By gutting the Voting Rights Act, the U.S. Supreme Court got some of the facts right, but failed to recognize the reality of continuing discrimination against African American voters.
What the court got inarguably correct was that times have changed since the signature act of the civil rights era was passed in 1965. In the Southern states and the other jurisdictions whose voting practices were put under authority of the federal government, black Americans are no longer blatantly barred from exercising their constitutional right to cast a ballot to choose their leaders. In fact, blacks are holding more elected offices and voting in greater numbers than ever.
Chief Justice John G. Roberts Jr. and the conservative majority on the court reasoned that because the situation had changed so dramatically, there was no longer a justifiable need for the U.S. Justice Department to hold veto power over the way local and state officials in the affected jurisdictions set their rules for voting. To do so would be to discriminate against those states and localities.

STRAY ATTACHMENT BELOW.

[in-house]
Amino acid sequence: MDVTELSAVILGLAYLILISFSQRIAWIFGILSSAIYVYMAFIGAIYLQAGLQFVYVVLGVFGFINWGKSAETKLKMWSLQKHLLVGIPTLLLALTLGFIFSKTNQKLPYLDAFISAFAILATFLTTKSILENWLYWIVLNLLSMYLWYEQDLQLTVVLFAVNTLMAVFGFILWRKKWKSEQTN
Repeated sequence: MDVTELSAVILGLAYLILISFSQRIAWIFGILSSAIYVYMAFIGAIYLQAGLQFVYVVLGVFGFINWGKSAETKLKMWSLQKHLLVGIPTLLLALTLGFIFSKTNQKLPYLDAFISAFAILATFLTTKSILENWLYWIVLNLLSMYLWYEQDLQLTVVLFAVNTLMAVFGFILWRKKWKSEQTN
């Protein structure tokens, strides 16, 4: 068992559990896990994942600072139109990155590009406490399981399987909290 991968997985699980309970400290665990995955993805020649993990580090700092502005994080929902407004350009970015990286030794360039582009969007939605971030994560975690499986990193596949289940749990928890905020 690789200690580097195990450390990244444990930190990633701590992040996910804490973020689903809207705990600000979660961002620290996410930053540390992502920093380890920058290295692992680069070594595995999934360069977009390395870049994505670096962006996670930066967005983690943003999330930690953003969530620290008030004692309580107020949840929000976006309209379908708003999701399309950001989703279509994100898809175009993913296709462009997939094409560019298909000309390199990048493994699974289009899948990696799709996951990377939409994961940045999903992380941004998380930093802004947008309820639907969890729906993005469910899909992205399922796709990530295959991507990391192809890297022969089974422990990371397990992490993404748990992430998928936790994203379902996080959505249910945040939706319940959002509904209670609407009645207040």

What the court majority failed to recognize, or simply ignored, was what the court's minority of liberals pointed out: There is discrimination at work, but it is not the state and local officials who are the victims of that discrimination; it is still minority voters.
It is a different type of discrimination, and it may be popping up in different places. Before 1965, black voters were kept from voting in many areas of the South and elsewhere simply because of the color of their skin — racism in its purest form. What is happening today is that black voters are having their influence on elections suppressed, not strictly because they are black, but because of the way black people vote: They are overwhelmingly Democrats.
As became evident during the 2012 election campaign, Republican officials in numerous states — not just in the South, but in states such as Ohio and Pennsylvania as well — tried to employ various means to discourage blacks and Latinos from voting. New identification requirements were instituted, voting hours and days were curtailed and polling places in minority communities were hard to find, fewer in number and inadequately staffed.
A signature scene of the election was the picture of long lines stretching away from polls in black communities where voters had to wait hour after hour for their chance to vote. Such shamefully long lines were not in evidence in white neighborhoods — not because fewer white people were voting, but because whites were provided more places to vote.
Prior to all of that in states such as Texas, Republican legislatures passed redistricting plans with lines drawn to limit the influence of black and Latino voters and ensure a system that favors white Republican candidates.